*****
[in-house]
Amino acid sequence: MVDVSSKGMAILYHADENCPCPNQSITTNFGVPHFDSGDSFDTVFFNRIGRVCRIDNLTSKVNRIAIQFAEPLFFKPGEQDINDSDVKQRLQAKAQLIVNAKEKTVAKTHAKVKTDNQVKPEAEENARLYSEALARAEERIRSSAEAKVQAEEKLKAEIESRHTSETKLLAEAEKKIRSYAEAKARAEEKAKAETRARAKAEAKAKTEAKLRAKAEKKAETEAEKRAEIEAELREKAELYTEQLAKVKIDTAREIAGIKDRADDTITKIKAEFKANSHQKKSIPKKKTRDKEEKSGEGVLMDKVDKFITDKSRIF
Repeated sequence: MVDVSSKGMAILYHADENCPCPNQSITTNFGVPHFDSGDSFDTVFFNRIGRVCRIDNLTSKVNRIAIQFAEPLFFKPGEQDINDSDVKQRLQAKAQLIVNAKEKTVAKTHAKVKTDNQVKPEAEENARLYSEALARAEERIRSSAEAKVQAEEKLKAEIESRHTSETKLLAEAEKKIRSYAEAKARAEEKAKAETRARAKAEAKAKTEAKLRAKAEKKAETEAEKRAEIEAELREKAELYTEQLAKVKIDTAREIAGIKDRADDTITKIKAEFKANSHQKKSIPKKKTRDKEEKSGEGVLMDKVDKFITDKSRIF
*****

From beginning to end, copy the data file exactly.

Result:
[in-house]
Amino acid sequence: MVDVSSKGMAILYHADENCPCPNQSITTNFGVPHFDSGDSFDTVFFNRIGRVCRIDNLTSKVNRIAIQFAEPLFFKPGEQDINDSDVKQRLQAKAQLIVNAKEKTVAKTHAKVKTDNQVKPEAEENARLYSEALARAEERIRSSAEAKVQAEEKLKAEIESRHTSETKLLAEAEKKIRSYAEAKARAEEKAKAETRARAKAEAKAKTEAKLRAKAEKKAETEAEKRAEIEAELREKAELYTEQLAKVKIDTAREIAGIKDRADDTITKIKAEFKANSHQKKSIPKKKTRDKEEKSGEGVLMDKVDKFITDKSRIF
Repeated sequence: MVDVSSKGMAILYHADENCPCPNQSITTNFGVPHFDSGDSFDTVFFNRIGRVCRIDNLTSKVNRIAIQFAEPLFFKPGEQDINDSDVKQRLQAKAQLIVNAKEKTVAKTHAKVKTDNQVKPEAEENARLYSEALARAEERIRSSAEAKVQAEEKLKAEIESRHTSETKLLAEAEKKIRSYAEAKARAEEKAKAETRARAKAEAKAKTEAKLRAKAEKKAETEAEKRAEIEAELREKAELYTEQLAKVKIDTAREIAGIKDRADDTITKIKAEFKANSHQKKSIPKKKTRDKEEKSGEGVLMDKVDKFITDKSRIF